Note at CHI 2016.

Statsplorer is a software tool that allows users to do statistical analysis by interacting with visualizations. It guides the user to select appropriate statistical analysis tasks based on her research questions. It also prevents common statistical analysis mistakes and promotes understanding by collocating appropriate visualizations with statistical analysis results. (read more)
Paper at CHI 2015.

Live coding environments provide information about a program’s execution immediately after each change to the source code. (read more)
Note at VL/HCC 2014.

We suggest a method to analyse developers' Navigation Strategies using predictive models and apply this method to compare different call graph navigation tools. (read more)
Paper at CHI 2013.

Stacksplorer provides a novel way to visualize potential call stacks within a traditional IDE and allows navigation along these call stacks. (read more)
Paper at UIST 2011.

Fly is a novel Presentation Tool that breaks with the Slide Metaphor and assembles Information Landscapes on a 2D Plane. (read more)
Paper at CHI 2009. Note at CHI 2012. Paper INTERTACT 2015.

DRAGON is a direct-manipulation interaction technique for frame-accurate navigation in video scenes. (read more)
Note at CHI 2008 (Received Best Note Award). Note at CHI 2012. Paper at GI 2012.


Audio Interfaces

An Augmented Flute for Beginners
Note at NIME 2017.

The audio guide for the Centre Charlemagne runs on the Aixplorer (read more)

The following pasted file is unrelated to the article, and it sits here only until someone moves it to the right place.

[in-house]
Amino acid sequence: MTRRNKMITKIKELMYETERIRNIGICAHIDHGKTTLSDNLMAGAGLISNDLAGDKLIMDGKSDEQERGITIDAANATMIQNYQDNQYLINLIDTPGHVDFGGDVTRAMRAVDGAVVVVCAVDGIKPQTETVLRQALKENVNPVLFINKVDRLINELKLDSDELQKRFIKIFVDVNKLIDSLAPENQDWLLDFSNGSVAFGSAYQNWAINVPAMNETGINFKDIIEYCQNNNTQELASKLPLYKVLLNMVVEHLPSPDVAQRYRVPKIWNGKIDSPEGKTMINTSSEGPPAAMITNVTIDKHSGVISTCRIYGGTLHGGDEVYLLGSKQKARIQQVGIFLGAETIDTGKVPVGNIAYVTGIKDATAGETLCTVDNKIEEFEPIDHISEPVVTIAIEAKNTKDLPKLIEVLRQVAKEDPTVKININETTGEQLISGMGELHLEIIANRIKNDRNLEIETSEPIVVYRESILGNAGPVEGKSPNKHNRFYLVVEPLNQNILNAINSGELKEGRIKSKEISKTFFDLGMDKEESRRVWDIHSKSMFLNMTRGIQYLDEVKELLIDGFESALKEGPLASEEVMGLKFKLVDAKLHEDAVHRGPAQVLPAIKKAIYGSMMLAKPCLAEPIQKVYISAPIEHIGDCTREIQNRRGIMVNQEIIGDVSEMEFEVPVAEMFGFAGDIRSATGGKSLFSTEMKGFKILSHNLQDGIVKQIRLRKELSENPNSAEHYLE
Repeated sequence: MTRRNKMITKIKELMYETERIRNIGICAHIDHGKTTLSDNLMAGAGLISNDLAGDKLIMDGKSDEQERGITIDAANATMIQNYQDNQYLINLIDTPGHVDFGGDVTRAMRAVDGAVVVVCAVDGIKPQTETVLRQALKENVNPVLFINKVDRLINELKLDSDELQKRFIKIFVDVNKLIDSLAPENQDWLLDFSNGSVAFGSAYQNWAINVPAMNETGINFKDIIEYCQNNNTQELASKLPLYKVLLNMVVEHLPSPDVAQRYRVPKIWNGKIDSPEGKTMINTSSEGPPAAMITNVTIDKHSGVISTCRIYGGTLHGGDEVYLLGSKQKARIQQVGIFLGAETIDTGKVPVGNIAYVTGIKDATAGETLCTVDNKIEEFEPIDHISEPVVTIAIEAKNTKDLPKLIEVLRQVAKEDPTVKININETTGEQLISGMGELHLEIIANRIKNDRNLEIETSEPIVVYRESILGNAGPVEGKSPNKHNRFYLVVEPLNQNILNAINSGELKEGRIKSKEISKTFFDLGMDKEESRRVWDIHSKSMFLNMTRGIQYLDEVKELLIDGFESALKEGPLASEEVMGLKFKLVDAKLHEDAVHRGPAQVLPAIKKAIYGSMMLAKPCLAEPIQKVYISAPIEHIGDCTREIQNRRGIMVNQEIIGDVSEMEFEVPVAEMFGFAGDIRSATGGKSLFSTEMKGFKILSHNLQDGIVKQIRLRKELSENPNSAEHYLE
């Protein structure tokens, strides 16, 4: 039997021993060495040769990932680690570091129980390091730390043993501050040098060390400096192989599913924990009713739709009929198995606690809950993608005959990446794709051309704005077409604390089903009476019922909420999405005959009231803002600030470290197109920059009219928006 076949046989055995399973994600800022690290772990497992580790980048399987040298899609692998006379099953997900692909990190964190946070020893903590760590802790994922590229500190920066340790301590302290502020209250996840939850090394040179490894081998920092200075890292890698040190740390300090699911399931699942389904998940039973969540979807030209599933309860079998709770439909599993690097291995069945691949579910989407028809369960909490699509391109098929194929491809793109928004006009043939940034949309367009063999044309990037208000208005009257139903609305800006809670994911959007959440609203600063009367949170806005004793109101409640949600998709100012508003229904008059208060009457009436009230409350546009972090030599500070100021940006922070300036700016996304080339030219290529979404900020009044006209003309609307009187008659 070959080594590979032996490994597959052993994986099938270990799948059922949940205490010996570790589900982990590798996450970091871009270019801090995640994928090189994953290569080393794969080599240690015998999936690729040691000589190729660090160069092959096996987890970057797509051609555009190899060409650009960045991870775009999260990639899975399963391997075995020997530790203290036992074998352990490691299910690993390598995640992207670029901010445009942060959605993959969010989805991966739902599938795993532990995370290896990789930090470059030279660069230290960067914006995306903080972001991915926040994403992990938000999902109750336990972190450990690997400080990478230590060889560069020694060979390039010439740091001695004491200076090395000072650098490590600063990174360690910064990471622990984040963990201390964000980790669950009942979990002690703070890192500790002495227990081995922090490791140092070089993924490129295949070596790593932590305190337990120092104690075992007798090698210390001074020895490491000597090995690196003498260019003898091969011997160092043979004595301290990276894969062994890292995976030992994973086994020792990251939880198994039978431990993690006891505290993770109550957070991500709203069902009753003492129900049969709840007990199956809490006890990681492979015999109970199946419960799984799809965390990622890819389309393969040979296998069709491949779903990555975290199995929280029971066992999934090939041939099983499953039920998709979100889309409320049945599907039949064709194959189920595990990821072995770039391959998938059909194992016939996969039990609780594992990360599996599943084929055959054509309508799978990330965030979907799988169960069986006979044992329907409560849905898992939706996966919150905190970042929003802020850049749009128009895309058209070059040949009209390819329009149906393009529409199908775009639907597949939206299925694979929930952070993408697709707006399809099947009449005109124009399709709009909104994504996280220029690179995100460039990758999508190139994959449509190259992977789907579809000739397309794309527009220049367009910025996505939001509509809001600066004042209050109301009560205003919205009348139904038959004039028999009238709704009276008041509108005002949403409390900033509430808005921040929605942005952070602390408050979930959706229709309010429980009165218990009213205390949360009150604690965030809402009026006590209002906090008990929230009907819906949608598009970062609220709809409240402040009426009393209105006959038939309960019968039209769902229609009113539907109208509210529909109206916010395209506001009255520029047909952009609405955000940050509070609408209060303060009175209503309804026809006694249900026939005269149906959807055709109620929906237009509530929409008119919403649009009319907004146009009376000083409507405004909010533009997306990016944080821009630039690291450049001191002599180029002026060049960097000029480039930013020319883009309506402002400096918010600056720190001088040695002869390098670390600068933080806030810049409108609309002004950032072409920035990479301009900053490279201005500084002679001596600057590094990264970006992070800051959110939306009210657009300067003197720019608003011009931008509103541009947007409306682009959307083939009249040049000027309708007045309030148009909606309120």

Note at CHI 2016.

Corona lets you revive a medieval coronation feast using spatial audio rendering (read more)
Paper at CHI 2014. Note at CHI 2015. Note at MobileHCI 2016.

DiskPlay simplifies in-track navigation on turntables for DJs (read more)
Note and Demo at CHI 2012. Note and Demo at NIME 2014.

A Semantic Time Framework for Interactive Media Systems. (read more)
Papers at NIME 2005-2007 and ICMC 2006-2007.

Personal Orchestra is a series of projects to adapt this centuries-old interaction metaphor to digital multimedia so that everyone may enjoy the wonderful experience of conducting world-famous orchestras. (read more)
Paper at CHI 2005. Paper at NIME 2006. Paper at NIME 2006. Paper at ICMC 2006. Paper at ICMC 2007.


Mobile Interaction

Use the Force Picker, Luke: Space-Efficient Value Input on Force-Sensitive Mobile Touchscreens: Value pickers on smartphone occupy significant gesture and display space. Instead, Force Picker allows for bidirectional force control to select values and requires no more space than the initial touch. (read more)